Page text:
There is a wide variety of decorative motifs used on pysanky. In pre-Christian times these symbols infused an egg with magic to ward off evil, banish winter, bring about a good harvest as well as luck. After 988, when Christianity became the state religion of Ukraine, the interpretation of many of the symbols began to change, and the pagan motifs were reinterpreted in a Christian light.
Since the mid-19th century, pysanky have been created more for decorative and traditional purposes rather than due to a belief of magic. Furthermore, the Ukrainian diaspora has reinterpreted meanings and created their own new symbols.
The names and meaning of various symbols and design elements vary from region to region, and even from village to village. Similar symbols can have totally different meaning in different places. *Note that these meanings applied to traditional folk pysanky with designs, not to modern original creations.
“The most popular pysanka designs are geometric figures. The egg itself is most often divided by straight lines into squares, triangles and other shapes. These are also among the most ancient symbols, with the решето (resheto, sieve) motif dating back to Paleolithic times. Other ancient geometric symbols are agricultural in nature: triangles, which symbolized clouds or rain; quadrilaterals, especially those with a resheto design in them, symbolized a ploughed field; dots stood for seeds.
The triangle is said to symbolize the Holy Trinity. In ancient times it symbolized other trinities: the elements of air, fire and water, the family (man, woman and child) or the cycle of life (birth, life, and death). Diamonds, a type of quadrilateral, are sometimes said to symbolize knowledge. Curls/spirals are ancient symbols of the Zmiya/Serpent, and are said to have a meaning of defense or protection. The spiral is said to be protective against the “нечиста сила”; an evil spirit which happens to enter a house will be drawn into the spiral and trapped there. Dots, which can represent seeds, stars or cuckoo birds’ eggs (a symbol of spring), are popularly said to be the tears of the blessed Virgin. Hearts are also sometimes seen, and, as in other cultures, they represent love.
Eternity bands or meanders are composed of waves, lines or ribbons; such a line is called a “bezkonechnyk.” A line without end is said to represent immortality. Waves, however, are a water symbol, and thus a symbol of the Zmiya/Serpent, the ancient water god. Waves are therefore considered an agricultural symbol, because it is rain that ensures good crops.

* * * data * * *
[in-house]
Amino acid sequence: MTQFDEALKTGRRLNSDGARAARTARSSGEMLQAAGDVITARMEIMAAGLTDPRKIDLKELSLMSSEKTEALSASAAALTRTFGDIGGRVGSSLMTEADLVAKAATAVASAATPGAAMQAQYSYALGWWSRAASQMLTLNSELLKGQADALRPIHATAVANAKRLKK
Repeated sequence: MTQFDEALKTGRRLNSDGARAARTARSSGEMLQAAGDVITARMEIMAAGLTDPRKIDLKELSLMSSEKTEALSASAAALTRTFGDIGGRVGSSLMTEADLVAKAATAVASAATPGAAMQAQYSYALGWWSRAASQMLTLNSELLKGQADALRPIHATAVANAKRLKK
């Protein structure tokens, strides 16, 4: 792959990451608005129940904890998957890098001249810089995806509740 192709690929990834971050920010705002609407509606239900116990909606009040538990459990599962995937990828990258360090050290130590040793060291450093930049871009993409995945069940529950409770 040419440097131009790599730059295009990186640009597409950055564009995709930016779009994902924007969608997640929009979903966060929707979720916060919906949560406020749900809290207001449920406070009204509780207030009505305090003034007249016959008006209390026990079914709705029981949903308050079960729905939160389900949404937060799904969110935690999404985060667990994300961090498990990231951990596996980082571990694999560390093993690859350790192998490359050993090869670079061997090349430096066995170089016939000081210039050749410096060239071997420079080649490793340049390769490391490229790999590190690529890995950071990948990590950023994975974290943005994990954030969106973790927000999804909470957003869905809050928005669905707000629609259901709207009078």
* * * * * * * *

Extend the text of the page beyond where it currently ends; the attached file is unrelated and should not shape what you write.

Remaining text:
The goddess motif is an ancient one, and most commonly found in pysanky from Polissia or Western Podillia. The berehynia was believed to be the source of life and death. On the one hand, she is a life giving mother, the creator of heaven and all living things, and the mistress of heavenly water (rain), upon which the world relies for fertility and fruitfulness. On the other hand, she was the merciless controller of destinies.
The goddess is sometimes depicted with arms upraised, and the arms vary in number but are always in pairs: 2, 4 or 6. This is similar to the appearance of the Christian Oranta. Pysanky with this motif were called “bohyn’ky” (богиньки, little goddesses) or “zhuchky” (жучки, beetles), the latter because they are similar in appearance to the Cyrillic letter Ж (zh). Sometimes the berehynia has become abstracted, and is represented by a plant—vazon—the tree of life. Her arms become the branches and flowers, and she is firmly rooted in a flowerpot.
The only true traditional Christian symbol, and not one adapted from an earlier pagan one, is the church. Stylized churches are often found on pysanky from western Ukraine, particularly those in the Hutsul regions and Bukovyna; a sieve motif inside is said to symbolize the church’s ability to separate good from evil.
Crosses are fairly common, although most of those found on traditional pysanky are not Ukrainian (Byzantine) crosses. The crosses most commonly depicted are of the simple “Greek” cross type, with arms of equal lengths. This type of cross predates Christianity, and is a sun symbol (an abstracted representation of the solar bird); it is sometimes combined with the star (ruzha) motif.